I knew this was going to happen even more with Advantage Plans because of the small amount of renewal offered by those plans. CMS has created an atmosphere where the only way a lot of agents selling only Advantage plans can generate annual income is by moving clients from one Advantage plan to another each year to get the initial commission.

If the move is in the best interest of the client that is one thing. If it is to benefit the agent then that is something totally different. My biggest concern is that in a lot of cases it may be to benefit the agent.

Coming from several years of being captive, I learned that with a little work staying in touch with your clients and building loyality, they aren't going to drop you to save a couple of bucks. The company I was with went through three consecutive years of 35% increases and I lost very few clients. A lot of them are still with that company and I still get a very nice renewal check from the company each month even after having been gone for over seven years.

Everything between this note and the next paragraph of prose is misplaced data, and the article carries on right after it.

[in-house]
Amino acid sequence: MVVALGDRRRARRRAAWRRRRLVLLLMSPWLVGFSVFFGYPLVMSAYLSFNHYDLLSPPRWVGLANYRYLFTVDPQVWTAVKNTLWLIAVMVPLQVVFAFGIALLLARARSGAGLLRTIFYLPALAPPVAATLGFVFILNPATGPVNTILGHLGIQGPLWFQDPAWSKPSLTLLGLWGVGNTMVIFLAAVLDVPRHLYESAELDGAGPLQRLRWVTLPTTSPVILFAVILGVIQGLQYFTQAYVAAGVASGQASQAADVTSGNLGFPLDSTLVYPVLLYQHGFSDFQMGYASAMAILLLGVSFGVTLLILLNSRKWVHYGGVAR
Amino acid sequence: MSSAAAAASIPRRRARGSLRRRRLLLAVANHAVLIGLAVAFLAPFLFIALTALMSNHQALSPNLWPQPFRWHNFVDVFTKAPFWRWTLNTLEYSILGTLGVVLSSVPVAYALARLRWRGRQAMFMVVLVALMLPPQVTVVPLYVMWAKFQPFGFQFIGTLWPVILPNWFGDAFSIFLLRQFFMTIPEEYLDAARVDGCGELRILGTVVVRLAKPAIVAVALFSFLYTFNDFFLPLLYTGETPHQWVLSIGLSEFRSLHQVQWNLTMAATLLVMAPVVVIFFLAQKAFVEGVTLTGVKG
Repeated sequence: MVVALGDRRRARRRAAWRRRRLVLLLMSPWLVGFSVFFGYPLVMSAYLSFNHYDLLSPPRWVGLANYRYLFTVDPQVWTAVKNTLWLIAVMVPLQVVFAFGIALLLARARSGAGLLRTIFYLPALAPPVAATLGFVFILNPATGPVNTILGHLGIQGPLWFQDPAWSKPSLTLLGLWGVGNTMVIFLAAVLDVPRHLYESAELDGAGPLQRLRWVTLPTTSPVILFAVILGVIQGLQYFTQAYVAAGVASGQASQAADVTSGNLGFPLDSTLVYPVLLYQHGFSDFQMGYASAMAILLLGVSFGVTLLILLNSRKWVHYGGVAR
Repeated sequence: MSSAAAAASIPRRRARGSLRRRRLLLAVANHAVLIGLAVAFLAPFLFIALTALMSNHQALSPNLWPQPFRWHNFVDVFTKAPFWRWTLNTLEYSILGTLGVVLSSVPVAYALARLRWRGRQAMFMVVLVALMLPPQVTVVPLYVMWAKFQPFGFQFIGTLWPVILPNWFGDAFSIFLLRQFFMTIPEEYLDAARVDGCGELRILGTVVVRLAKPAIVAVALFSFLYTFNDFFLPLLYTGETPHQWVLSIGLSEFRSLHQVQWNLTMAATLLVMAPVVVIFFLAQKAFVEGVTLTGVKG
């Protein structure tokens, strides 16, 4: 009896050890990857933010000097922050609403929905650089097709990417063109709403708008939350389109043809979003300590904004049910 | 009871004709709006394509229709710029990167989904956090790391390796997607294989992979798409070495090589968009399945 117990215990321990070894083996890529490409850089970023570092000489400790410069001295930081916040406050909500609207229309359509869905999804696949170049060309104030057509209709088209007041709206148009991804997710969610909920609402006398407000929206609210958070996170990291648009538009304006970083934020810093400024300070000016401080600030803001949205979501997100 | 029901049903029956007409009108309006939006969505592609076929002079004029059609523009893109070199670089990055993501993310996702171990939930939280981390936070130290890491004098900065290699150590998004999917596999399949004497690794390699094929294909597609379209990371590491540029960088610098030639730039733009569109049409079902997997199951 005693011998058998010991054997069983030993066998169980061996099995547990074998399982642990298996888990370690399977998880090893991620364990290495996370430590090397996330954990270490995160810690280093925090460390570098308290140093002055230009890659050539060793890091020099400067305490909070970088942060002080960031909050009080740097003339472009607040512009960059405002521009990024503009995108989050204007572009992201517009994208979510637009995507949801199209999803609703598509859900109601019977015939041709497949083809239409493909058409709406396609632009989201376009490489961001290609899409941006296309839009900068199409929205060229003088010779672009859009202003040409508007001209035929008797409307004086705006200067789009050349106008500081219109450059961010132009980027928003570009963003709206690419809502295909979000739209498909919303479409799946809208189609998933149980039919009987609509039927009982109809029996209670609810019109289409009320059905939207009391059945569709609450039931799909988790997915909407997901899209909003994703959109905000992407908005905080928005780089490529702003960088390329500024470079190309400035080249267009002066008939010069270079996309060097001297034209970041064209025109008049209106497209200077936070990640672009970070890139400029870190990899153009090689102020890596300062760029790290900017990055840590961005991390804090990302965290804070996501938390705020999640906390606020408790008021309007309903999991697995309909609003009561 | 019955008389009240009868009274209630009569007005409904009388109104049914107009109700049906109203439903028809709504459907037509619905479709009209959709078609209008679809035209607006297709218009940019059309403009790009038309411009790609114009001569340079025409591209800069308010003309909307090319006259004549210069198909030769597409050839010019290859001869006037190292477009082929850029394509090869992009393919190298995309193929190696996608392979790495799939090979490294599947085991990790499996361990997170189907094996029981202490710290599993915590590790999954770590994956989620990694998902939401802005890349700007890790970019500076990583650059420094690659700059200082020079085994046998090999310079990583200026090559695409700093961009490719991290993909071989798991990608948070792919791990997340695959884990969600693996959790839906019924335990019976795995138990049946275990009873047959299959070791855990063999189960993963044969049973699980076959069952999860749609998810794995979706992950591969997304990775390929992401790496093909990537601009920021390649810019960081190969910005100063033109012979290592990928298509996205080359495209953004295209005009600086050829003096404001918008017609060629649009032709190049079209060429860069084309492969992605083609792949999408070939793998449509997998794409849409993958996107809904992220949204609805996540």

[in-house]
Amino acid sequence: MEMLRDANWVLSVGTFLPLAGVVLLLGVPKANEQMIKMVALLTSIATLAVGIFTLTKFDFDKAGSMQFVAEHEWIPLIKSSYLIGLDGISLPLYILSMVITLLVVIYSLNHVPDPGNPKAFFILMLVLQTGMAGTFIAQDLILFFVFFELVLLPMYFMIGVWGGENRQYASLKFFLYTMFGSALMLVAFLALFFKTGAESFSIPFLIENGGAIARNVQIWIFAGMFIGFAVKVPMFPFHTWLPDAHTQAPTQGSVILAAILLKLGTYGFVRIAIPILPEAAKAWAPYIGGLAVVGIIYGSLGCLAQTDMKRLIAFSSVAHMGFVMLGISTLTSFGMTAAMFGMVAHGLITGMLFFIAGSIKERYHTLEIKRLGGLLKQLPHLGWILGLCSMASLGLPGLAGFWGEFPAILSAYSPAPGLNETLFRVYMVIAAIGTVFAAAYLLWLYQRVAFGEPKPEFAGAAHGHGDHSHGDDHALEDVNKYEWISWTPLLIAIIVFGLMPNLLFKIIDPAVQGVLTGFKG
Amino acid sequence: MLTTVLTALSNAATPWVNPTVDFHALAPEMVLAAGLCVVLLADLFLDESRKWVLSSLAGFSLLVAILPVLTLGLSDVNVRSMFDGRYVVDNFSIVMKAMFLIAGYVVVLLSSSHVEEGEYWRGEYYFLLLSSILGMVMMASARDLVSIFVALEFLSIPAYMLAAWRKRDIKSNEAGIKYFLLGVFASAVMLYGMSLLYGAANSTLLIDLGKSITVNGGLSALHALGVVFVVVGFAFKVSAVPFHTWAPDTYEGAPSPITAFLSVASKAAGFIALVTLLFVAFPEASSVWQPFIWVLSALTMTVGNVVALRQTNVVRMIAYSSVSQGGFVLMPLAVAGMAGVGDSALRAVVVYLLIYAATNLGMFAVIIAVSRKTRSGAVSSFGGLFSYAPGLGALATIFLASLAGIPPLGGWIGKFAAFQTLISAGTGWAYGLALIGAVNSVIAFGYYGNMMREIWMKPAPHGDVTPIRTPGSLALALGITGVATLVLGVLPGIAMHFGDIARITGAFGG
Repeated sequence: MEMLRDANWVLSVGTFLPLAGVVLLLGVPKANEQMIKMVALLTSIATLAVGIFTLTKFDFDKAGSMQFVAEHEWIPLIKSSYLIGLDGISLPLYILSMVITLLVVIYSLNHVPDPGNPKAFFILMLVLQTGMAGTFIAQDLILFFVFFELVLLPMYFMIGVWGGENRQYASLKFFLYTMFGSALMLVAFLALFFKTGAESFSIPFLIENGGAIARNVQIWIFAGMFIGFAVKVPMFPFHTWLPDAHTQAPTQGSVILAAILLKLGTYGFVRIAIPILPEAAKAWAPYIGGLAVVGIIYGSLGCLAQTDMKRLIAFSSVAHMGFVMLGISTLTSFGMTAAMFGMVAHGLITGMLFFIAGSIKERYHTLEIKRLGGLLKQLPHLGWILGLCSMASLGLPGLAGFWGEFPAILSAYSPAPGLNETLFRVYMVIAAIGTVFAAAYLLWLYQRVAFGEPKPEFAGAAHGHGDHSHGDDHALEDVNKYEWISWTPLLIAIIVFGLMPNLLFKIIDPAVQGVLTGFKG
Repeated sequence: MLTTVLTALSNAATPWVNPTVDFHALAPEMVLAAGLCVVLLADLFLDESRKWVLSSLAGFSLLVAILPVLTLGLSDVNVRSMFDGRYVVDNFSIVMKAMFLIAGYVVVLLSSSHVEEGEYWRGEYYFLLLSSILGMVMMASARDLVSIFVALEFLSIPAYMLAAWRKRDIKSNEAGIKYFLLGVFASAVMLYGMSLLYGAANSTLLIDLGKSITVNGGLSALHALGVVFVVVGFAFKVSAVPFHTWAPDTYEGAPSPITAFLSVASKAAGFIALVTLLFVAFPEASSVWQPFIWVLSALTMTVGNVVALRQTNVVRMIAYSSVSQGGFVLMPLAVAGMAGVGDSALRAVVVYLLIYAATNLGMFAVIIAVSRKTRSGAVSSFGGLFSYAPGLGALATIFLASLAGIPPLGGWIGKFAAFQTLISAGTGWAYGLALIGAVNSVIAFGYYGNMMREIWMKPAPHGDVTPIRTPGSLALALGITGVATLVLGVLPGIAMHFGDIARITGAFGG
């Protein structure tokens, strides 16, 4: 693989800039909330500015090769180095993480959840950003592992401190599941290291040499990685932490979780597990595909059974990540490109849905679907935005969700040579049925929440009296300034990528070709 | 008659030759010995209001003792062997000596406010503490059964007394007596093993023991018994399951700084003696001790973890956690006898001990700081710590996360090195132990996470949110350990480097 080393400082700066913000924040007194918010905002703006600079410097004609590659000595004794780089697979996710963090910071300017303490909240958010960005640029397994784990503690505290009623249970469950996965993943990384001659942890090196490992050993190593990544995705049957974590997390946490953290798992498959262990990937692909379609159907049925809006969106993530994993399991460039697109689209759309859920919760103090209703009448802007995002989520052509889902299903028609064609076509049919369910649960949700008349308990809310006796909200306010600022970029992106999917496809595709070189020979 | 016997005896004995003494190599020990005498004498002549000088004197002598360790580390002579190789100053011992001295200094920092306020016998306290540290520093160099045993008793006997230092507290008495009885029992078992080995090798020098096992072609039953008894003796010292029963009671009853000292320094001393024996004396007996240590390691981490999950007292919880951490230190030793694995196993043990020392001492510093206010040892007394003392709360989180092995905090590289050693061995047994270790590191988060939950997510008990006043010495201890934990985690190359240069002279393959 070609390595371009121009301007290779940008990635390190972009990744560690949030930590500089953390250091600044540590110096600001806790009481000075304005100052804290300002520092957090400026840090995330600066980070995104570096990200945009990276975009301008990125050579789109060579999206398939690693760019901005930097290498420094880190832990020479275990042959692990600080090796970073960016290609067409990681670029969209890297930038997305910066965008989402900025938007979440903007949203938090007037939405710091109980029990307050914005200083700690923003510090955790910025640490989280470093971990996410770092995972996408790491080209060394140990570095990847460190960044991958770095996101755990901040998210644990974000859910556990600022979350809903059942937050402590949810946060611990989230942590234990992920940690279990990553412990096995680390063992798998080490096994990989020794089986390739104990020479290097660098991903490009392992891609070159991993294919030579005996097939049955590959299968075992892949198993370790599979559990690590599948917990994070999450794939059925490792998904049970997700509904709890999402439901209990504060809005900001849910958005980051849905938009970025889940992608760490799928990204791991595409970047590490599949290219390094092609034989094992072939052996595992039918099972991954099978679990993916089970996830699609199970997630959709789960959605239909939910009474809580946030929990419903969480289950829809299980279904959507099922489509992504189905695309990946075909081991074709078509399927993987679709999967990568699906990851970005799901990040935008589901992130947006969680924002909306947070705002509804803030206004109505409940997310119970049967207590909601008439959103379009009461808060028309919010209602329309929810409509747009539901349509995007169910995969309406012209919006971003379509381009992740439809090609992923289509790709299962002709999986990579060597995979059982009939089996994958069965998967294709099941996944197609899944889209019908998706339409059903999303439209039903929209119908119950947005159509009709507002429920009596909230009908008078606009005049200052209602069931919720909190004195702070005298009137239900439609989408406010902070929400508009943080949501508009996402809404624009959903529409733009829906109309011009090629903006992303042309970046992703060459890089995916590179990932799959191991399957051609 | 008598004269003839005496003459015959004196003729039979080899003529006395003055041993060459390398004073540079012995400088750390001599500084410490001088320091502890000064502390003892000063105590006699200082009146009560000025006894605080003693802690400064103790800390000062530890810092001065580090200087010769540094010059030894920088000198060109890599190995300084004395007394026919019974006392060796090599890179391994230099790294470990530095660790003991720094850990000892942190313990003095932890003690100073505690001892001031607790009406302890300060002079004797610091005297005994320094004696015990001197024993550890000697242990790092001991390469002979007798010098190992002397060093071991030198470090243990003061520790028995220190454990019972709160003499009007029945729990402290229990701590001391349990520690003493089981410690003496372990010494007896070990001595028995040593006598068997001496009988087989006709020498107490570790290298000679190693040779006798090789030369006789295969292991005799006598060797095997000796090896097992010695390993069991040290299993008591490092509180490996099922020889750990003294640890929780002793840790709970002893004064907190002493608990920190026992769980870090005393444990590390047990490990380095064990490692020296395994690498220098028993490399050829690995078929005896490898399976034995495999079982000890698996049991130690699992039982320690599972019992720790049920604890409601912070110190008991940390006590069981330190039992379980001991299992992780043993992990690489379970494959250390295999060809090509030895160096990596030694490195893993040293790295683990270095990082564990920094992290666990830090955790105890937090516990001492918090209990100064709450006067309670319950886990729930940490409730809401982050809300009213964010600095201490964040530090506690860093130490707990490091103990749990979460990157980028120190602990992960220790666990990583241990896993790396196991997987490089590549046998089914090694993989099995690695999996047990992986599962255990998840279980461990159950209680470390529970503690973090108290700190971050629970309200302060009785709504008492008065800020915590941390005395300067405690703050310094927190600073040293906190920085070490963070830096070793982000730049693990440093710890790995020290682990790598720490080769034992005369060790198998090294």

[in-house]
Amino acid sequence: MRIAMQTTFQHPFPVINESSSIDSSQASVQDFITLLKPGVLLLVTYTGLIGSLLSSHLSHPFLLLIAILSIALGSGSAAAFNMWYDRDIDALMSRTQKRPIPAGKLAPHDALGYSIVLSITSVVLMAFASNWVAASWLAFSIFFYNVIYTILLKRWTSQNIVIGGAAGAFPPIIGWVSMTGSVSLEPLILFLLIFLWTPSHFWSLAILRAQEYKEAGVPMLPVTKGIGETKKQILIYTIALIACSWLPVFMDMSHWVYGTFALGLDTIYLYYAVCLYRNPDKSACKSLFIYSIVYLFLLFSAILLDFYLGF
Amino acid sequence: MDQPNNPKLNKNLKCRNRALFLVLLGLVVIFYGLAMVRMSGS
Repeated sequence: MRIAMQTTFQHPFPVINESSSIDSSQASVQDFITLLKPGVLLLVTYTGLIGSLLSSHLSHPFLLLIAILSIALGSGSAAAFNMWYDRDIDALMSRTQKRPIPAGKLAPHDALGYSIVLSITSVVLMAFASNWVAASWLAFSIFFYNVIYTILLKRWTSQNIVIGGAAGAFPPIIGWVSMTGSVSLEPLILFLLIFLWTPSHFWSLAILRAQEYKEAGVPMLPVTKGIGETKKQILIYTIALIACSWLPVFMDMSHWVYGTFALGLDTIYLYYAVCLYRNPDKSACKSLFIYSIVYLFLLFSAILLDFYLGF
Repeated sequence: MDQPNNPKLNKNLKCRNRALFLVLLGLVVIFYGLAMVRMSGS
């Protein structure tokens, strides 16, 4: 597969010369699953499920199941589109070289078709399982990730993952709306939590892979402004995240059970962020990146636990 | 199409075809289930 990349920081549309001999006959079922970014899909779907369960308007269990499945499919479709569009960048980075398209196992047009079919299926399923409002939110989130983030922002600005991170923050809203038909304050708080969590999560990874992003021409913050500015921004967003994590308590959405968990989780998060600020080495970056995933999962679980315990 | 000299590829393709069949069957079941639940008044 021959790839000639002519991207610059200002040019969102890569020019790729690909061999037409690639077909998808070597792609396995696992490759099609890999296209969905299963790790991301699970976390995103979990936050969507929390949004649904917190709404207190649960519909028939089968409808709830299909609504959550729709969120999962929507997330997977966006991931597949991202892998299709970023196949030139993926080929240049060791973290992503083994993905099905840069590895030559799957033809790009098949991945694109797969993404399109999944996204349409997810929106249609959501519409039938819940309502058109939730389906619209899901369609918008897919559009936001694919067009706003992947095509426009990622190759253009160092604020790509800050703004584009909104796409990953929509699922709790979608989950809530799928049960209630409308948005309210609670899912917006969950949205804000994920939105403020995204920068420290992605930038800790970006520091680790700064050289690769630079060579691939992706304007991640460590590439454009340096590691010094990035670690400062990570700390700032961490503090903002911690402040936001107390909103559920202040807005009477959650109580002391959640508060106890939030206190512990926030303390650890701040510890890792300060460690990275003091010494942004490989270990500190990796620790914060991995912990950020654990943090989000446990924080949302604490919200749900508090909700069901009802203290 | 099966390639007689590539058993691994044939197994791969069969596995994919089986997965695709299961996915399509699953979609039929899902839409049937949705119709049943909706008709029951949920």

Those are pretty loyal clients Frank. You are definetly doing something right. I notice alot of your success comes from you keeping in contact. IT definetly supports the use of a client management system.

I see no problem with moving clients to another company as long as it is due to a huge increase.
Senior, I totally agree as long as the move isn't into a company that is less expensive today, but one you suspect within two years is going to have a huge increase. I have seen this happen a lot.

A new company "blows into town", dirt cheap rates and then a couple of years later has a huge increase. If your client has incurred health problems during that time they are screwed.